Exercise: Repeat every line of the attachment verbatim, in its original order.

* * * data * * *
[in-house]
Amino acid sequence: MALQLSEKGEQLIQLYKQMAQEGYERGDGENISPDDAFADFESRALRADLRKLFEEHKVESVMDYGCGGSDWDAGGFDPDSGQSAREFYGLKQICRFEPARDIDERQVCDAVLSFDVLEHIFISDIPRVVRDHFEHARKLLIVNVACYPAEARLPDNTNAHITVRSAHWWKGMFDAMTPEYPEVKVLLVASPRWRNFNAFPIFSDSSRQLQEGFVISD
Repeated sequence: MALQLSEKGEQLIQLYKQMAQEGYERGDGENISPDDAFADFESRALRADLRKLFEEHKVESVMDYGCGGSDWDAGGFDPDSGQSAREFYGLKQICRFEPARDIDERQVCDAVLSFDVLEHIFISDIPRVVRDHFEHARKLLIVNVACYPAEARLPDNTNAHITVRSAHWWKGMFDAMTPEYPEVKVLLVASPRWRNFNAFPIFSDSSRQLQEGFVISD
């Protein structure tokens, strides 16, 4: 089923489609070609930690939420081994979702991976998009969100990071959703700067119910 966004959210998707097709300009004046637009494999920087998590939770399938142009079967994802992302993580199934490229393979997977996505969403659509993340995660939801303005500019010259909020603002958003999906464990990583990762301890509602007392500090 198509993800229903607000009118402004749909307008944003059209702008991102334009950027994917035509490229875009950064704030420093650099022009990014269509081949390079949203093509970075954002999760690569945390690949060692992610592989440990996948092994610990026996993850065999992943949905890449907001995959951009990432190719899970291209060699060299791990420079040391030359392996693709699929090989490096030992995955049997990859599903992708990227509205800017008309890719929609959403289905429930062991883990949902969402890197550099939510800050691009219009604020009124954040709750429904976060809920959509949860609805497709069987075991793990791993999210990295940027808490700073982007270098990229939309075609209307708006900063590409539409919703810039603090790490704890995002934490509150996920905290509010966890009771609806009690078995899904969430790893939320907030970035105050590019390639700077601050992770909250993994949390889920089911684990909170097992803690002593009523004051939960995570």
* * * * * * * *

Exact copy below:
[in-house]
Amino acid sequence: MALQLSEKGEQLIQLYKQMAQEGYERGDGENISPDDAFADFESRALRADLRKLFEEHKVESVMDYGCGGSDWDAGGFDPDSGQSAREFYGLKQICRFEPARDIDERQVCDAVLSFDVLEHIFISDIPRVVRDHFEHARKLLIVNVACYPAEARLPDNTNAHITVRSAHWWKGMFDAMTPEYPEVKVLLVASPRWRNFNAFPIFSDSSRQLQEGFVISD
Repeated sequence: MALQLSEKGEQLIQLYKQMAQEGYERGDGENISPDDAFADFESRALRADLRKLFEEHKVESVMDYGCGGSDWDAGGFDPDSGQSAREFYGLKQICRFEPARDIDERQVCDAVLSFDVLEHIFISDIPRVVRDHFEHARKLLIVNVACYPAEARLPDNTNAHITVRSAHWWKGMFDAMTPEYPEVKVLLVASPRWRNFNAFPIFSDSSRQLQEGFVISD
């Protein structure tokens, strides 16, 4: 089923489609070609930690939420081994979702991976998009969100990071959703700067119910 966004959210998707097709300009004046637009494999920087998590939770399938142009079967994802992302993580199934490229393979997977996505969403659509993340995660939801303005500019010259909020603002958003999906464990990583990762301890509602007392500090 198509993800229903607000009118402004749909307008944003059209702008991102334009950027994917035509490229875009950064704030420093650099022009990014269509081949390079949203093509970075954002999760690569945390690949060692992610592989440990996948092994610990026996993850065999992943949905890449907001995959951009990432190719899970291209060699060299791990420079040391030359392996693709699929090989490096030992995955049997990859599903992708990227509205800017008309890719929609959403289905429930062991883990949902969402890197550099939510800050691009219009604020009124954040709750429904976060809920959509949860609805497709069987075991793990791993999210990295940027808490700073982007270098990229939309075609209307708006900063590409539409919703810039603090790490704890995002934490509150996920905290509010966890009771609806009690078995899904969430790893939320907030970035105050590019390639700077601050992770909250993994949390889920089911684990909170097992803690002593009523004051939960995570």